Activist completes paddle against nuclear plants along Black Sea coast

Activist completes paddle against nuclear plants along Black Sea coast

Activist completes paddle against nuclear plants along Black Sea coast

Hüseyin Ürkmez’s voyage marked the latest solo environmental demonstration in Turkey. DHA Photo

An amateur rower has arrived in Istanbul after completing an epic three month journey along the Black Sea coast, which he undertook to draw attention to the danger of nuclear plants in a region hit by a manic spree of ecology-damaging energy investments.

Ürkmez was sailing as part of the “Paddle For a Nuclear Free Turkey, Black Sea” of the anti-nuclear website and NGO and the Association of Green Thinking (Yeşil Düşünce Derneği). The campaign also received the support of the Turkish Platform Against Nuclear, the Green and Left Party of the Future, as well as several local associations and unions.

Hüseyin Ürkmez was greeted by a group of environmental activists as he arrived at the Ortaköy port on the European shore of the Bosphorus on Nov. 2, three months after setting out from Hopa, on the other extreme of the Black Sea in northeastern Turkey.

“I wanted to draw attention to demands for a nuclear free country only through my physical strength. If there is one thing as difficult as rowing against the current, it is [challenging] the government’s calculations. So I showed my opposition with this symbolic demonstration,” Ürkmez said on arrival in Istanbul.

The construction of Turkey’s first nuclear plant has started in Akkuyu, on the country’s Mediterranean coast, while a second plant is planned near the Black Sea port of Sinop, amid much local controversy. Meanwhile, Turkish government officials also recently announced that a third plant will be built by Turkish engineers after accumulating experience from the construction of the first two plants.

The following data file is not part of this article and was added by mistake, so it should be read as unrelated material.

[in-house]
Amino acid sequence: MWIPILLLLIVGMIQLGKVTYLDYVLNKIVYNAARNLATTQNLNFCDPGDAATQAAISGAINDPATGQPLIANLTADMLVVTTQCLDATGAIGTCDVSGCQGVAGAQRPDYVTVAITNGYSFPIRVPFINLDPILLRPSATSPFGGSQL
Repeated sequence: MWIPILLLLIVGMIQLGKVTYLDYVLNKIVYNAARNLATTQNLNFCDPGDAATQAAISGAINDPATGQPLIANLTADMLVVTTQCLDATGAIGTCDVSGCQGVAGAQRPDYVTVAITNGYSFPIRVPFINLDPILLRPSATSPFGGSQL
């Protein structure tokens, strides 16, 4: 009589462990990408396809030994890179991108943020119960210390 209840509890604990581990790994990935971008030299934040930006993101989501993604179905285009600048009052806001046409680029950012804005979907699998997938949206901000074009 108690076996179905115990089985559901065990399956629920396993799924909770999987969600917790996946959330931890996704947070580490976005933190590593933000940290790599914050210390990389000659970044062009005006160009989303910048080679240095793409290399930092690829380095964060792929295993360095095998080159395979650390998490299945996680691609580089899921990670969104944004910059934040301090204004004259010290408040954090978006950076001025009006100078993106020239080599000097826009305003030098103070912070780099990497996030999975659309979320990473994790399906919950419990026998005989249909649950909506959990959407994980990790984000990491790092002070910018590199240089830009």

Ürkmez faced many difficulties throughout his 1,400-kilometer journey, with stormy weather forcing him to take shelter for a few days in the Karasu port, northeast of Istanbul, tantalizingly close to his final destination of Ortaköy.

The crowd in Istanbul greeted him with slogans such as “the wind and the sun are enough for us,” while a young child read out a poem by the legendary Turkish poet Nazım Hikmet devoted to Hiroshima.

Despite a few glitches, Ürkmez managed to stop at all symbolic sites and hotspots along his route, including the town of Sinop, where a Japanese-French consortium is set to build what will become the country’s second nuclear plant at an estimated cost of $22 billion.

Ürkmez’s voyage marks the latest solo environmental demonstration in Turkey, after Timur Danış walked from Istanbul to Sinop and then onto the Mediterranean city of Mersin, a total journey of 4,000 kilometers. Another activist, Deniz Güman, also recently rode the same route on her bicycle, before ending her trip at the site of the Akkuyu nuclear plant, while Özgür Gürbüz made the unusual choice of walking backwards for the 180 km separating Mersin from Akkuyu.